How do you feel about cowboy movies? Georgia O’Keefe paintings? Tony Hilllerman’s Navajo detective novels?
If you’re a golfer, your answers probably go a long way toward explaining whether you like desert golf. Or don’t.
Starkly gorgeous? Or darkly barren? Cast your vote. There’s no right or wrong.
Remarkably green fairways that wend their way through cactus and tumbleweed either sparkle—or look out of place—depending on your point of view.
I’ve always appreciated the serenity and under-stated beauty of the American Southwest. Even lived there for a while. Everything’s so big. Everything seems possible.
One undeniable fact of desert golf is how peaceful it is. When there are no birds chirping, no wind whistling through trees and very definitely no man-made sounds, it’s one of the quietest places on earth.
Navigating a golf ball, though, through a desert course can be a Wild West show.
Many of us discovered that at the Tucson Media Classic, an event that featured three courses that were, in no particular order, either hard, really challenging or very difficult.
The opening round was at La Paloma Country Club, at the Westin La Paloma Resort & Spa. The Ridge/Canyon portion of this 27-hole Nicklaus layout apparently was once famous, or infamous, for being the nation’s toughest resort course, with a 155 slope.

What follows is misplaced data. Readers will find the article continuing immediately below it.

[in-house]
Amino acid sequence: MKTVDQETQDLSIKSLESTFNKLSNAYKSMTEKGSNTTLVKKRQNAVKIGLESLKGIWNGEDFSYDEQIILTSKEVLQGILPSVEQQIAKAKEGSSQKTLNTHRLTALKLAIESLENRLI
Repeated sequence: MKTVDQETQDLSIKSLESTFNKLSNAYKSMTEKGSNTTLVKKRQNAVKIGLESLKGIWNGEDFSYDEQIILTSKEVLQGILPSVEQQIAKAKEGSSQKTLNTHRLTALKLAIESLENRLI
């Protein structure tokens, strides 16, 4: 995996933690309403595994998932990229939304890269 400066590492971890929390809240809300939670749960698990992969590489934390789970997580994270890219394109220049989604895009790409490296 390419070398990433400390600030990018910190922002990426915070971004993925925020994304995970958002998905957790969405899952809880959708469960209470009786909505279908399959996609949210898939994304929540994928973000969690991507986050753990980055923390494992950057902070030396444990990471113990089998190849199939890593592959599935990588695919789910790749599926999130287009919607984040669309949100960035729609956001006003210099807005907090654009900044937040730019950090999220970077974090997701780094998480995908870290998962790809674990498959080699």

That’s been dialed down to a mere 154/149. I didn’t think it played quite that hard. Then again, we were up two or three tee boxes, shaving about 1,000 yards.
Even so, from the 6,000-yard tees, No. 3 was still a 158-yard all-carry par-three. Choose your tee box wisely, preferably after checking your ego in the nicely appointed clubhouse.
To its credit, La Paloma also has its share of user-friendly holes, including some very fun driveable (for some people) par fours and some manageable par fives.
The course, managed by Troon Golf, is immaculate, and the entire resort is first-rate. Westin completed a $35 million renovation in 2013, and attractive stay-and-play packages are available.
The second profile in Tucson courage, Arizona National Golf Club, was equally diabolical and beautiful. Nestled in the foothills of the Santa Catalina Mountains, it has collected a fistful of top-100 designations from national publications. It’s just a big-time experience.
It’s also a daunting test, of course. The par threes at this Robert Trent Jones Jr. layout seemed to consist of tees, greens and no man’s land, where even the roadrunners and jack rabbits tread lightly. I was thrilled to hit two of these greens, and to find the ball on a third. On the fourth, not so good.